31 October 2012

On Book Covers and Crème Brûlée

They always say "don't judge a book by its cover." As a person who loves books and anything related, I've often wondered about this. I judge books by their covers all the time, especially since I know editors pick book covers in order to say something about the book or appeal to a certain type of reader. When you know the codes, it can become pretty easy to tell if it will be to your taste or not.

I've had a version of this conversation with a caviste (wine seller) in my neighborhood. He assured me that if you know nothing about wine - or at least about any of the wines you have in front of you - choosing by the label is not a bad idea. The domain who makes the wine also chooses the label and it tells you something about their taste. For example, if they make their labels classic, he says, they probably make their wines that way too.

Not only do we judge by covers but we get attached to the outer appearance as well. On, Shelfari, a book website where people can create their own personal shelves, there are often twenty or so cover-options for a single book and you can even upload your own. I mean if you've read the book, you know what's inside. Why should the cover art matter? But it does. I recently uploaded MY cover of the edition of Le temps retrouvé. Because, yes, after starting in a moment of craziness and talking your ears off about it again and again and again, three years later, I've FINALLY finished Marcel Proust's many-volume novel. (I'm not here to go on about it, but let me just say that if I never used French again it would have been worth learning the entire language just to read Proust in the original text. Ok, melodramatic moment over.)

So why do we do it? Why do we judge "covers"? I think, because it saves time and because it's efficient. Maybe because we're often right. We know what certain things look like. We recognize them. Or we extrapolate based on given knowledge and known codes. Mind you, judging by the cover becomes MUCH less reliable when we're outside of our culture. Just go into a bookstore in another country if you don't believe me. In France, every book looks like a dense philosophical essay to me. In England, the colorful covers look like cheap chick lit.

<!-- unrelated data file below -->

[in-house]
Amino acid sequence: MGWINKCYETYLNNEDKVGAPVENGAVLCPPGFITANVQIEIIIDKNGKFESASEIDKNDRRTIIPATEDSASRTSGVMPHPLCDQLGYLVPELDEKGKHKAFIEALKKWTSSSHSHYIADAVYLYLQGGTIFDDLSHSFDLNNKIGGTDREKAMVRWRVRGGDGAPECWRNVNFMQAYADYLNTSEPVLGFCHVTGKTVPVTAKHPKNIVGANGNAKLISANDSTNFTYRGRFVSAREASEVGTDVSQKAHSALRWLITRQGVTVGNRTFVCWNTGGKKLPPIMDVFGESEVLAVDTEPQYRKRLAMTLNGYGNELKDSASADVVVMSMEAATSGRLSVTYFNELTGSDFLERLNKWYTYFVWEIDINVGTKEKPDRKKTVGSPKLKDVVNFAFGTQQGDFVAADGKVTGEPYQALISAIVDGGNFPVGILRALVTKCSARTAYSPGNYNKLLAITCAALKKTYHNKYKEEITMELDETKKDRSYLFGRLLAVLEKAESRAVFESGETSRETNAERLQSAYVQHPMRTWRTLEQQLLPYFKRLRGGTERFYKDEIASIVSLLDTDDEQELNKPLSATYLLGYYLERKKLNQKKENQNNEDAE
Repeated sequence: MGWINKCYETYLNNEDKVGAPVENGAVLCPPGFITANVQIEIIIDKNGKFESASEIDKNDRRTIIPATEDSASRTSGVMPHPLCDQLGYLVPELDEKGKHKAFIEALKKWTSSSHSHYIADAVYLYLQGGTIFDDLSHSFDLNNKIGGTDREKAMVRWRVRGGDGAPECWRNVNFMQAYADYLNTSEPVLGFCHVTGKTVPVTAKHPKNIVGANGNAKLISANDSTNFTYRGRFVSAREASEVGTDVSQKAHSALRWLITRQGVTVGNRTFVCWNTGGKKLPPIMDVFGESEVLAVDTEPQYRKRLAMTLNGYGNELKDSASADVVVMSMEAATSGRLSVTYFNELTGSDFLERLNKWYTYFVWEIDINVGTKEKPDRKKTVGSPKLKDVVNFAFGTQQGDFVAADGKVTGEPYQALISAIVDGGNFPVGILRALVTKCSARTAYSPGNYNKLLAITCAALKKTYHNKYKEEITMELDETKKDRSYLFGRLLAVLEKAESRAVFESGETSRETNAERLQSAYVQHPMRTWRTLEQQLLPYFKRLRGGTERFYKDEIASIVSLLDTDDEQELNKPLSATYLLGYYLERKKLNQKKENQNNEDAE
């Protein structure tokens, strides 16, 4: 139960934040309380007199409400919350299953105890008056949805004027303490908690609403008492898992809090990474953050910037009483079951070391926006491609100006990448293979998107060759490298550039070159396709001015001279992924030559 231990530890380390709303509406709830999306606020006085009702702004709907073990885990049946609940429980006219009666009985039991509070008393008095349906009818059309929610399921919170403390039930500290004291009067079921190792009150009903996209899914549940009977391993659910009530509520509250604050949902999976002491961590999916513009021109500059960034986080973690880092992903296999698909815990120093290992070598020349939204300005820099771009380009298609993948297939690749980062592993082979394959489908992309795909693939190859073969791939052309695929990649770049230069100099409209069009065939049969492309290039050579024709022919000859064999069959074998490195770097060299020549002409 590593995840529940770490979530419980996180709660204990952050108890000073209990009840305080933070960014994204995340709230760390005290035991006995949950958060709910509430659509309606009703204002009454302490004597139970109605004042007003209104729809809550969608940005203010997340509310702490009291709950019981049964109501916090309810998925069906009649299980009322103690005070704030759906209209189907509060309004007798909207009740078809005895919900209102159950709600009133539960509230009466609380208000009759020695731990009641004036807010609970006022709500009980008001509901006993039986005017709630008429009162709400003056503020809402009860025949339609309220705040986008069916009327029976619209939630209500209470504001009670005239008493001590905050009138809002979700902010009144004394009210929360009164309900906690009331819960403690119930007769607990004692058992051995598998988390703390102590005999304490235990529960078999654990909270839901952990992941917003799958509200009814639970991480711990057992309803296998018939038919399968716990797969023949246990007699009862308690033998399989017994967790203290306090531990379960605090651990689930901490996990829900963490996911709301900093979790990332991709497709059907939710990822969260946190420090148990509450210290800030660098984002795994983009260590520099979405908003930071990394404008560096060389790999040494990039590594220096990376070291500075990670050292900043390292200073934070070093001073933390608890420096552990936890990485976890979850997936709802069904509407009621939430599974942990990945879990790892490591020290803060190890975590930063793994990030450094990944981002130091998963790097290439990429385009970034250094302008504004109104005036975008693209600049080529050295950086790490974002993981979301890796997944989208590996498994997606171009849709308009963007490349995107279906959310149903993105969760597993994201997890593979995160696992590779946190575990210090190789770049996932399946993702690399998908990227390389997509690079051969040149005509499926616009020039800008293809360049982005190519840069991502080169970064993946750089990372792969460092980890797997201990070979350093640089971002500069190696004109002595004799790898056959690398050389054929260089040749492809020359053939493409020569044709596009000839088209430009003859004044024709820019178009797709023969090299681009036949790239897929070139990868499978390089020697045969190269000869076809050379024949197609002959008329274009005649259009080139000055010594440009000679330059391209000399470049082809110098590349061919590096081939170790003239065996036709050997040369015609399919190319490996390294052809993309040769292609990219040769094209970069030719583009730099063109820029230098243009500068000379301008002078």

That said, I think we have the expression because we need to be reminded that judging a book by its cover doesn't always work. It has to be a working hypothesis at best. Because life will surprise you. Sometimes things look simple from the outside and when you get closer you find them to be subtle and infinitely complex. Recipes with few ingredients are like that: Poor Man's Soup, Pesto, Shortbread, even Cucumber Salad. Culinary magic.

But the opposite is also true. Sometimes things that look complex from the outside, turn out to be straightforward and simple once you get to know them better. Crème brûlée falls into that category. It intimidated me so much that, even though I got a crème brûlée torch for my last birthday, it took me a whole year to try it out. I got a taste of the bain marie technique when I made Pot de Crème and that's really the only tricky part. Otherwise this recipe is a piece of cake - or, shall we say, a spoonful of crème brûlée?

(serves 4 or 6, depending on the size of your ramekins)

6 egg yolks
80g sugar (about 1/2 cup)
375ml (about 1 1/2 cups) heavy cream
1 vanilla pod
1 Tbsp castor sugar per ramekin

Preheat the oven to 250ºF (130ºC).
Whisk together the egg yolks and sugar until light and fluffy.
Pour the heavy cream into a saucepan. Split the vanilla bean lengthwise and scrape the seeds out into the cream - you can throw the bean in as well - and bring to a boil.
Strain over the egg/sugar mixture. Mix well and pour into ramekins.
Place the ramekins in a large baking pan and pour boiling water into the baking pan until it comes about halfway up the sides of the ramekins.
Cook for about 30 minutes until just set. Remove from the oven and take ramekins out of boiling water. Let cool, then refrigerate for at least 2 hours - overnight is best for the perfect texture.
Right before serving, sprinkle 1 Tbsp of castor sugar over the top of the custard and fire with a crème brûlée torch until sugar is evenly caramelized. If you don't have a torch, you can put your ramekins under the grill setting in the oven for a couple minutes. Watch carefully so they don't burn.
Serve immediately for the perfect warm crunchy topping with cool, creamy custard,

It's not nearly as hard as it may sound. Give it a try and enjoy one of life's surprises!